"They will talk a good game but half the time they can't define what they're actually crying about." I can imagine all the detailed analysis of different opinions are difficult to understand when you refuse to stop playing devil's advocate. That's s'ok also.

  • CareyCarey | June 1, 2013 1:03 PM

    Nope Blutopaz, my spirited friend, you have the wrong fellow. I believe I've stayed out of that Nina Simone mess. I may have jumped in the Marvin Gaye discussion, but I've never defended the writer/director in the numerous Simone posts. Nor have I called anyone "haters" in said posts. But if wish to run with your agenda, have at it, but am not the one.

    Now, to your other preposterous accusations, the issue (my concerns) was never whether or not the writers/directors were WHITE or BLACK, wth, banish that from your thoughts. If you read it fair, y'll find it there, Ray's director was not BLACK! And, that fiasco called Notorious was penned by a black man. Did you enjoy that film?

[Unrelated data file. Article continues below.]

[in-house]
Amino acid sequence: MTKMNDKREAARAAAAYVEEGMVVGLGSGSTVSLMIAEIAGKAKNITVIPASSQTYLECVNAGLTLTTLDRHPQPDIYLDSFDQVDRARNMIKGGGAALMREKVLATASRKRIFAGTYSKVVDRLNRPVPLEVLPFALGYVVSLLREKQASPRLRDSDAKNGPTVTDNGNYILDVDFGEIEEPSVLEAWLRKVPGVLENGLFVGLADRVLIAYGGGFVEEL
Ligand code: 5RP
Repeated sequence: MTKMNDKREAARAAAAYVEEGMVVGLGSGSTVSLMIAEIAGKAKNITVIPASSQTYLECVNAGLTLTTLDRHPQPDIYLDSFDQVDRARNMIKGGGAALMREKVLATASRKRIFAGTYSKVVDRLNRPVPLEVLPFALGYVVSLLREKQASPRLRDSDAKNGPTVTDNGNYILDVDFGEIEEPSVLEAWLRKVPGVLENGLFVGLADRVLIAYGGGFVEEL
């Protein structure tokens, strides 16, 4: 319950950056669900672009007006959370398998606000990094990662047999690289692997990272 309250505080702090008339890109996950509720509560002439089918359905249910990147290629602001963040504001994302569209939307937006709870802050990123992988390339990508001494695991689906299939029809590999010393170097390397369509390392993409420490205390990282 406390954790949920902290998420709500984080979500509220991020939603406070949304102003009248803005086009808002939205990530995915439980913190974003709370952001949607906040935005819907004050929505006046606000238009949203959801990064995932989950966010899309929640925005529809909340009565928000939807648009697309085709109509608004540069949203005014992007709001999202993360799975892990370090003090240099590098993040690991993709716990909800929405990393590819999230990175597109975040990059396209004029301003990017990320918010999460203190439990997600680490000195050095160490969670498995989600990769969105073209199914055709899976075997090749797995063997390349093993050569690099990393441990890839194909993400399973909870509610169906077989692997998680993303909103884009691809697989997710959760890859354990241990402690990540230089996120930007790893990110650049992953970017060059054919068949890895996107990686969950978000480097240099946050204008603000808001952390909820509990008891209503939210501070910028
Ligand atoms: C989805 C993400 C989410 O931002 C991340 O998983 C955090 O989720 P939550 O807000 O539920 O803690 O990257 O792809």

And, truth be told, YOUR issue in The Help was nothing short of tunnel vision. As your title will attest (The Colored Help) , YOU were stuck (from the jump) on the issue of maids, domestics and the help. You refused to look at the issue in it's proper context because you-were-stuck-like-a-black-chuck on the issue of black actors playing maids.

    And, on the issue of defending a writer or the writing, it should be noted that The Help was a best selling book. Can't say the same for... you know... that yet to be seen script that you're defending like a blind pilgrim.

    Some negros kill me with their raised clinched black fist. They will talk a good game but half the time they can't define what they're actually crying about. Anyway, my position still stands, this production leave me very cautious. But hey, if they do the damn thang, I'll hug'em like I love'em.

    See you at the movies...

  • BluTopaz | June 1, 2013 12:16 PM

    "I think we all can agree the fate of most biopics rest in the hands of the director. Numa Perrier's credentials would not put her at the head of the class. "